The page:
Results of Colliers International's annual Queenstown CBD Pedestrian Count survey
Colliers International’s annual Queenstown CBD Pedestrian Count survey has recorded almost exactly the same number of people pounding the pavements in central Queenstown as on the same day in 2018, in contrast to the large increase recorded between the 2017 and record-breaking 2018 surveys.
The 2019 count, recorded on Wednesday March 13 at 10am, 3pm and 8pm, was down 0.1 per cent overall on 2018. However, both the 10am and 3pm counts were up on last year.
Heather Beard, Colliers International Queenstown Valuation Director, says this result is interesting, especially in the case of the 3pm count – given the absence of high school students in the town centre and the fact it was raining.
“At 3pm we had two factors that could have been expected to result in a much lower count than last year. Following Wakatipu High School’s move to Frankton Flats last year, there are generally no high school students in the town centre at 3pm any more.
“Rain during the 3pm count is likely to also have resulted in fewer pedestrians being counted,” she says.
“Given the 3pm count was actually up on 2018, this could potentially point to an effective increase in the number of visitors and residents in the town centre, with these groups making up for the absence of school students and also taking into account the rain factor.”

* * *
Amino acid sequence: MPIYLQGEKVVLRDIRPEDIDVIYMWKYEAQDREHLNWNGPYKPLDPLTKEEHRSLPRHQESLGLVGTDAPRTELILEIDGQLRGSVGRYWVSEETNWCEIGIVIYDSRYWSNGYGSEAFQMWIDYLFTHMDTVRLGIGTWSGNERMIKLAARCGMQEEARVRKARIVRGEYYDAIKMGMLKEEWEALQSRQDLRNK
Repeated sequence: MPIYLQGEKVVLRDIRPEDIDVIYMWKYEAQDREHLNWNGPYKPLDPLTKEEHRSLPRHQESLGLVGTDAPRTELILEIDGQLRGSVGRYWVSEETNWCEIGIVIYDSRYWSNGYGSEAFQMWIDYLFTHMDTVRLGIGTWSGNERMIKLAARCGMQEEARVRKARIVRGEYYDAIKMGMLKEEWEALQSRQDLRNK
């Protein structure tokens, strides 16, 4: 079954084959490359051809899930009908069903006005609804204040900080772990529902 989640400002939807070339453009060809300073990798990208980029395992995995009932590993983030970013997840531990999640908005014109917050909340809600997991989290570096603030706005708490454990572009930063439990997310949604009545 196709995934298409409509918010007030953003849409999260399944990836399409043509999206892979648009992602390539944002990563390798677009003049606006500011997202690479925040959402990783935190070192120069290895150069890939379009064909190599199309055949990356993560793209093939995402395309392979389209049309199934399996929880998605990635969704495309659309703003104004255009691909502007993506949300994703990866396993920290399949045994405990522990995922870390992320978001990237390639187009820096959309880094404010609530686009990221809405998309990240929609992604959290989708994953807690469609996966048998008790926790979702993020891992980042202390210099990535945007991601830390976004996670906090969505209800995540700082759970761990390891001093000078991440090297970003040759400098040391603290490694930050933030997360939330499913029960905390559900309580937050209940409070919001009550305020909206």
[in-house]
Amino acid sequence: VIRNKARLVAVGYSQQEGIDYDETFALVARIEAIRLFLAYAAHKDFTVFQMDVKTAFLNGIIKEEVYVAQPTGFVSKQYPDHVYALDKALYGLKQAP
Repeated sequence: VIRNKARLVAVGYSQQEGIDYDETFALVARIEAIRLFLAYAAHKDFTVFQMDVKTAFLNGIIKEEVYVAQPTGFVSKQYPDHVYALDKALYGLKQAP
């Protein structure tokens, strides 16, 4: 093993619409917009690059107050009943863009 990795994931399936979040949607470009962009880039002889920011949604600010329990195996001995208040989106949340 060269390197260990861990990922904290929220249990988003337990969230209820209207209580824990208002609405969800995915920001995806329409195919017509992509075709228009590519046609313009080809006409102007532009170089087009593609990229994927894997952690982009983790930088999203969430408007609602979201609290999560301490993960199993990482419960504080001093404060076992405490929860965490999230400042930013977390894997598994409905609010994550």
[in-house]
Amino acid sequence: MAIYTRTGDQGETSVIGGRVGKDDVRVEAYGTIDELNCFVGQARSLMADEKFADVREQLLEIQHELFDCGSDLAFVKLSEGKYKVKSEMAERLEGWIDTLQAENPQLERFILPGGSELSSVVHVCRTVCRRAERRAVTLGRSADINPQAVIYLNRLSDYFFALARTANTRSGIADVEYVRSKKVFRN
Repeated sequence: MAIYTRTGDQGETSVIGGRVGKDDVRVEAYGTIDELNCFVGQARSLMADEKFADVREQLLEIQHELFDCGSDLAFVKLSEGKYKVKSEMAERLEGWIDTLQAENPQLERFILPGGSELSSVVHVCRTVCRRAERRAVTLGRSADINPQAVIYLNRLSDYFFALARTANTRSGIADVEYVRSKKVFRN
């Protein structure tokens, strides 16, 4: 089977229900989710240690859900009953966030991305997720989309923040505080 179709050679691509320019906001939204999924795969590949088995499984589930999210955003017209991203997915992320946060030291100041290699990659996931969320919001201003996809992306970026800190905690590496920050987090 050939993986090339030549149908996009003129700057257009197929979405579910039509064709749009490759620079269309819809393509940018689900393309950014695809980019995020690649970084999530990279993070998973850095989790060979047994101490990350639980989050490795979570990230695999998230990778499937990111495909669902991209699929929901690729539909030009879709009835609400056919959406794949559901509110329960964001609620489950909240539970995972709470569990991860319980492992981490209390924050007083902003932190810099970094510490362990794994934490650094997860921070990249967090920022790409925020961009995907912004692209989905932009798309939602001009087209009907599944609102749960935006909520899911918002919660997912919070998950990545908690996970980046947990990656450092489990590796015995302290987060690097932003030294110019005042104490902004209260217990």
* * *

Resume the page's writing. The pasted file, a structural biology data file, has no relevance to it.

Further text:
Colliers’ pedestrian count usually mirrors and reinforces tourism growth patterns in Queenstown and 2019 displayed a continuation of this trend.
While the pace of growth in guest nights in Queenstown has slowed from the highs of 2016, there was still 2.9 per cent growth in guest nights over the year to November 2018 compared with the previous year, according to Stats NZ’s latest Commercial Accommodation Monitor.
There were 3,670,417 guest nights in Queenstown during the year to November 2018.
“Tourism is still one of the strongest factors affecting the property market in central Queenstown. This results in very high demand for retail premises, with restricted supply,” says Beard.
“There is currently zero vacancy in ground floor retail property in central Queenstown. As a result, retail space is still commanding very high rents and there are also very few sales of prime commercial property in the CBD as owners hold on to their assets.”
Once again, central Camp Street (outside O’Connells Mall) had the highest volume of foot traffic in 2019. This location has occupied the number one spot in Colliers’ survey for 15 consecutive years.
Three spots on Camp Street made the top five spots this year, which could be a reflection of the bus network implemented in late 2017 with bus stops on both sides of Camp Street.
Central Church Street (on the eastern side of the street) had a huge increase in foot traffic of over 140 per cent, while Lower Beach Street near the Earnslaw Park toilets was up over 100 per cent.
By contrast, East Camp Street (outside the former post office) had a significant decrease in pedestrians since last year, which could be explained by the post office’s move.
Colliers’ survey is taken in March every year at 31 locations around the CBD, with pedestrian movements counted over half-hour periods at 10am, 3pm and 8pm.
The 10 busiest spots in central Queenstown were:
1. Central Camp St (O’Connells/McCafe)
2. Lower Beach St (toilets)
3. East Camp St (Just Jeans)
4. Camp Street (Happy Travels, formerly Subway)
5. Central Shotover St (Huffer)
6. West Rees St (Kathmandu)
7. West Rees St (Ugg)
8. Central Rees St (Pog Mahones)
9. Central Mall (Max)
10. Upper Beach St (T2)